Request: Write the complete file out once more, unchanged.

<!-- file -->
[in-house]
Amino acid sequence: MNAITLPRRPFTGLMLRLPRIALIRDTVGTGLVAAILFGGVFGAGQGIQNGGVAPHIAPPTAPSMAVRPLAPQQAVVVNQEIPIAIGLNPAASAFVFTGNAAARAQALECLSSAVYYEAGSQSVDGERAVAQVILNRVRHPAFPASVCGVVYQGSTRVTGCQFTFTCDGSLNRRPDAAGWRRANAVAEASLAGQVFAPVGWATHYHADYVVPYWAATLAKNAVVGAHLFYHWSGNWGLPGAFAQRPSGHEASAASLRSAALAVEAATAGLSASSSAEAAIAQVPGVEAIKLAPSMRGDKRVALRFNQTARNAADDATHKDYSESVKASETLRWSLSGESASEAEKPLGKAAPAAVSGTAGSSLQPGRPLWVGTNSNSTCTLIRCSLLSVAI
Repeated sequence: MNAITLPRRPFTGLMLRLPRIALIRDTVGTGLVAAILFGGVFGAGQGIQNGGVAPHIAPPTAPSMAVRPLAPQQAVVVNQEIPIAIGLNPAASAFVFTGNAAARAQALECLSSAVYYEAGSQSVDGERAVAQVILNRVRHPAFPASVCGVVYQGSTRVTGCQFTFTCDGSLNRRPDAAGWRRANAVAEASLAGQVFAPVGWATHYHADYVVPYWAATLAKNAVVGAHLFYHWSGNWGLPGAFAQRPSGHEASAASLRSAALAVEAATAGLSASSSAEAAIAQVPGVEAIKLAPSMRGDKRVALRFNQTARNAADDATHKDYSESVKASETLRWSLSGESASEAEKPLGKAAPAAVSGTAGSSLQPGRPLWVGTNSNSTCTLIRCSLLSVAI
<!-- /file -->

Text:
[in-house]
Amino acid sequence: MNAITLPRRPFTGLMLRLPRIALIRDTVGTGLVAAILFGGVFGAGQGIQNGGVAPHIAPPTAPSMAVRPLAPQQAVVVNQEIPIAIGLNPAASAFVFTGNAAARAQALECLSSAVYYEAGSQSVDGERAVAQVILNRVRHPAFPASVCGVVYQGSTRVTGCQFTFTCDGSLNRRPDAAGWRRANAVAEASLAGQVFAPVGWATHYHADYVVPYWAATLAKNAVVGAHLFYHWSGNWGLPGAFAQRPSGHEASAASLRSAALAVEAATAGLSASSSAEAAIAQVPGVEAIKLAPSMRGDKRVALRFNQTARNAADDATHKDYSESVKASETLRWSLSGESASEAEKPLGKAAPAAVSGTAGSSLQPGRPLWVGTNSNSTCTLIRCSLLSVAI
Repeated sequence: MNAITLPRRPFTGLMLRLPRIALIRDTVGTGLVAAILFGGVFGAGQGIQNGGVAPHIAPPTAPSMAVRPLAPQQAVVVNQEIPIAIGLNPAASAFVFTGNAAARAQALECLSSAVYYEAGSQSVDGERAVAQVILNRVRHPAFPASVCGVVYQGSTRVTGCQFTFTCDGSLNRRPDAAGWRRANAVAEASLAGQVFAPVGWATHYHADYVVPYWAATLAKNAVVGAHLFYHWSGNWGLPGAFAQRPSGHEASAASLRSAALAVEAATAGLSASSSAEAAIAQVPGVEAIKLAPSMRGDKRVALRFNQTARNAADDATHKDYSESVKASETLRWSLSGESASEAEKPLGKAAPAAVSGTAGSSLQPGRPLWVGTNSNSTCTLIRCSLLSVAI